EMBRACE THE DIRT NAP.

Author:Tuccille, J.D.
Position:LIFESTYLE
 
FREE EXCERPT

MY FATHER DIED in bed just about the time our plane set down on the tarmac at BWI airport. It was earlier than we expected--but maybe just what he'd hoped for.

"I guess this is it," he'd told me days earlier when he called to say the doctors had run out of ideas for fighting his cancer. They gave him anywhere from two weeks to two months. To play it on the safe side, I booked the first available flight east. My sister planned to drive over the same day so we could have a family visit and a collective send-off.

My son Anthony and I traveled light and made good time. We arrived to the house maybe 45 minutes after wheels down. But when she opened the door, my mother shook her head, unable to speak at first. My sister and her family, having arrived immediately before us, stood in the hallway behind her.

My father, 1 learned, had balked at the prospect of the family gathering.

"I don't want the boys to see me this way," he told my mother. Perhaps through sheer will, he was gone before we got there.

Gone, but still in that bed.

My mom asked Anthony if he wanted to say goodbye to his papa. He charged up the stairs, followed by his cousins and, more slowly, the rest of us. We clustered around the old man, held his hand, and paid our last respects.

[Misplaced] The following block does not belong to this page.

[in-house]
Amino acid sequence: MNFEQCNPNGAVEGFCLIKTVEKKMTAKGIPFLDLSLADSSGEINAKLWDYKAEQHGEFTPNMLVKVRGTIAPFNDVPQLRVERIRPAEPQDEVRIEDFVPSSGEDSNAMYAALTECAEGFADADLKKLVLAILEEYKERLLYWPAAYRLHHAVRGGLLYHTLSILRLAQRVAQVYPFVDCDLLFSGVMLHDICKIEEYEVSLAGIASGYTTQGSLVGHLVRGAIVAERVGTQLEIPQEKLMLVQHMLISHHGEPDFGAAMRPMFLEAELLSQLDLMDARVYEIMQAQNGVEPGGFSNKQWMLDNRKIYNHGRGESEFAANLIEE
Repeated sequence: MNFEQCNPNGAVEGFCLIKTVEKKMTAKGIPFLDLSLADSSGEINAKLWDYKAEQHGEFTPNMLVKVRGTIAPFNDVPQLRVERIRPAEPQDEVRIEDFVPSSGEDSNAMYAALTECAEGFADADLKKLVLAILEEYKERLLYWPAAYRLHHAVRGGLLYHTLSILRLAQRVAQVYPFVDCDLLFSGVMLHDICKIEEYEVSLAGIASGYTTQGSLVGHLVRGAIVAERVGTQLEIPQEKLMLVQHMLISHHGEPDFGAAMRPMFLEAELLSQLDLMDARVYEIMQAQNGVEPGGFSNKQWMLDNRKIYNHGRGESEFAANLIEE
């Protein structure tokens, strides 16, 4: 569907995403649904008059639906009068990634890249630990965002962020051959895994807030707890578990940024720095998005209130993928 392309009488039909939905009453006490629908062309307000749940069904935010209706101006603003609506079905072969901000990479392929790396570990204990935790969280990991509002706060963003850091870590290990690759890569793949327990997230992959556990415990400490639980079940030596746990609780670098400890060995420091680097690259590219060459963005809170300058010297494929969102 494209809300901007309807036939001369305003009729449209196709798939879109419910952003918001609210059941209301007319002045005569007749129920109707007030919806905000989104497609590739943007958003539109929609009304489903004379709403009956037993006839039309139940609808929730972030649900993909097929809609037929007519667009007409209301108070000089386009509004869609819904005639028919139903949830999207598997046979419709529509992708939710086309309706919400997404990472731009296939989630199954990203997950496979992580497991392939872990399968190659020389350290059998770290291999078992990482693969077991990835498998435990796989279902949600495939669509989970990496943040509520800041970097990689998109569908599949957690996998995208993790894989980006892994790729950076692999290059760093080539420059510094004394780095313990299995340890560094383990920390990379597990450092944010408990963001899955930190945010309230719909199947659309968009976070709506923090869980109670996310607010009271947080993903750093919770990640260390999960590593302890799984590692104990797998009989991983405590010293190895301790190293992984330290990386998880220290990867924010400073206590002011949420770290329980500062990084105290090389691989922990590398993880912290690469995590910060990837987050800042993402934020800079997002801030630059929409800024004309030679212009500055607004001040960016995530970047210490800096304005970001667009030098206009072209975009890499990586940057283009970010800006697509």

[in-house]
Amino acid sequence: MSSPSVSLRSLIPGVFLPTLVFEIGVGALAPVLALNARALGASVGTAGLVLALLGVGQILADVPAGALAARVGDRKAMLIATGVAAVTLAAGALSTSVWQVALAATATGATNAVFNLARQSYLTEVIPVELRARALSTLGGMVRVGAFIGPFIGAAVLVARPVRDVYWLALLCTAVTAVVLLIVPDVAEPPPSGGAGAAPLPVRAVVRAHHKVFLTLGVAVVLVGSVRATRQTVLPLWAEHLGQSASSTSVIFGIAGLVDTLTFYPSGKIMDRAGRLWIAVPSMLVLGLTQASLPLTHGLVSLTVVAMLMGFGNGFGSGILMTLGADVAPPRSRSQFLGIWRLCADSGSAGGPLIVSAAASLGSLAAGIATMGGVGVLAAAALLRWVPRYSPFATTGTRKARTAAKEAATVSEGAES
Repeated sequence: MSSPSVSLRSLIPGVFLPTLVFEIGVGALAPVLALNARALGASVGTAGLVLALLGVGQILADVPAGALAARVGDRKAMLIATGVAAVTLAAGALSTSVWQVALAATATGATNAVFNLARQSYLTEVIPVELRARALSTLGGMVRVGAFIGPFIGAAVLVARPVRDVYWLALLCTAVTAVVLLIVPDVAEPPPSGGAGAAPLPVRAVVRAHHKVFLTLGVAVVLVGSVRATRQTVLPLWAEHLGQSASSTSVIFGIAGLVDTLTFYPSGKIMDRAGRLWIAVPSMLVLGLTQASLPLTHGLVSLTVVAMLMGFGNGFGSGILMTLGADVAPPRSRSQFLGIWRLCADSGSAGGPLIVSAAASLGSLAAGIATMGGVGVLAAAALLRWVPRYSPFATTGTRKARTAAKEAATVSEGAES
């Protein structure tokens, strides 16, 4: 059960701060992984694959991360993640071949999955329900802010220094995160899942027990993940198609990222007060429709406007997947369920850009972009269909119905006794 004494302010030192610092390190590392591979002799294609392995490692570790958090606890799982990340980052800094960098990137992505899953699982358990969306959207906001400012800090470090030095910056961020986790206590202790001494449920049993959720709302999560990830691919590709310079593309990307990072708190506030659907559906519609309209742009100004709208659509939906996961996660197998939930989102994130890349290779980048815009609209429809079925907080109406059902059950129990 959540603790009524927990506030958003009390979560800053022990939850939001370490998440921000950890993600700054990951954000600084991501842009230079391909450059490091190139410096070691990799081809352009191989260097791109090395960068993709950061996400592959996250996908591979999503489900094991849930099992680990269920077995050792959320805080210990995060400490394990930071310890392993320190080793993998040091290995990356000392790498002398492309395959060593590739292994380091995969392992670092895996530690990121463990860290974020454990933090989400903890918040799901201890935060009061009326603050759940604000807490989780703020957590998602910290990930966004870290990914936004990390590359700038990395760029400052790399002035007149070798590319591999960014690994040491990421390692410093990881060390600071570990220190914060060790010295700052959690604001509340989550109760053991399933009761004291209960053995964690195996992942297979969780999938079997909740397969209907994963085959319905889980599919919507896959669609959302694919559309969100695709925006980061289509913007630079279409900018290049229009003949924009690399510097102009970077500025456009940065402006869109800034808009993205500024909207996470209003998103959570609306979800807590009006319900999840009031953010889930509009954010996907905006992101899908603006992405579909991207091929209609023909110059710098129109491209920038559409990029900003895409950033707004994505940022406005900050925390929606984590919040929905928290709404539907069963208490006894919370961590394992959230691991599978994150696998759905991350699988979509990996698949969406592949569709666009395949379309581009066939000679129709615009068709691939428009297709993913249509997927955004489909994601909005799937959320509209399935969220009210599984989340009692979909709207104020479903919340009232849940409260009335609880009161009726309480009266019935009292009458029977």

Some people seem to find it odd that we'd invite our kids into a room with a dead body. "The notion of one day disappearing is contrary to many of our defining cultural values, with death and dying viewed as profoundly 'un-American' experiences," wrote Lawrence R. Samuel in 2013 for Psychology Today. "Death and dying became almost unmentionable words over the course of the last century, topics not to be brought up in polite conversation."

Kindred Western cultures share a similar taboo. "More than half of Britons in relationships are unaware of their partners' end-of-life wishes," Louisa Peacock noted for London's Daily Telegraph in 2014. "Eight in 10 of the people surveyed by [the group] Dying Matters said people in Britain are uncomfortable talking about dying and death."

But Peacock notes that mortality and death were common topics up through Victorian times. That was an era when life was shorter and illness ever-present, and hard facts required attention.

I guess my family is a little old-school. My son was not unfamiliar with death when we arrived at his grandparents' that day. In our home...

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